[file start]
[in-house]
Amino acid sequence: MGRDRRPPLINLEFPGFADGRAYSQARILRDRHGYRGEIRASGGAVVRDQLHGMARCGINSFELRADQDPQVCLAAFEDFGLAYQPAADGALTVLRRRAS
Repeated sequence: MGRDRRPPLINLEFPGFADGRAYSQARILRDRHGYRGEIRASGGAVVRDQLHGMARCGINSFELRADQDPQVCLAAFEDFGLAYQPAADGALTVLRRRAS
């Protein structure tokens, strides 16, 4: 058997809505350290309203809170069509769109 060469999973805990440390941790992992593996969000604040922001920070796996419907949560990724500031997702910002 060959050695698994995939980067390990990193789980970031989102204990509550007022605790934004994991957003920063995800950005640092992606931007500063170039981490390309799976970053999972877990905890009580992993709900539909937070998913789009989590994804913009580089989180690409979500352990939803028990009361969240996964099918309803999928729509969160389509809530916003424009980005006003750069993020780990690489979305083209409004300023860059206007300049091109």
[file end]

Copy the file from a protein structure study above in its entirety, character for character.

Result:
[in-house]
Amino acid sequence: MGRDRRPPLINLEFPGFADGRAYSQARILRDRHGYRGEIRASGGAVVRDQLHGMARCGINSFELRADQDPQVCLAAFEDFGLAYQPAADGALTVLRRRAS
Repeated sequence: MGRDRRPPLINLEFPGFADGRAYSQARILRDRHGYRGEIRASGGAVVRDQLHGMARCGINSFELRADQDPQVCLAAFEDFGLAYQPAADGALTVLRRRAS
């Protein structure tokens, strides 16, 4: 058997809505350290309203809170069509769109 060469999973805990440390941790992992593996969000604040922001920070796996419907949560990724500031997702910002 060959050695698994995939980067390990990193789980970031989102204990509550007022605790934004994991957003920063995800950005640092992606931007500063170039981490390309799976970053999972877990905890009580992993709900539909937070998913789009989590994804913009580089989180690409979500352990939803028990009361969240996964099918309803999928729509969160389509809530916003424009980005006003750069993020780990690489979305083209409004300023860059206007300049091109």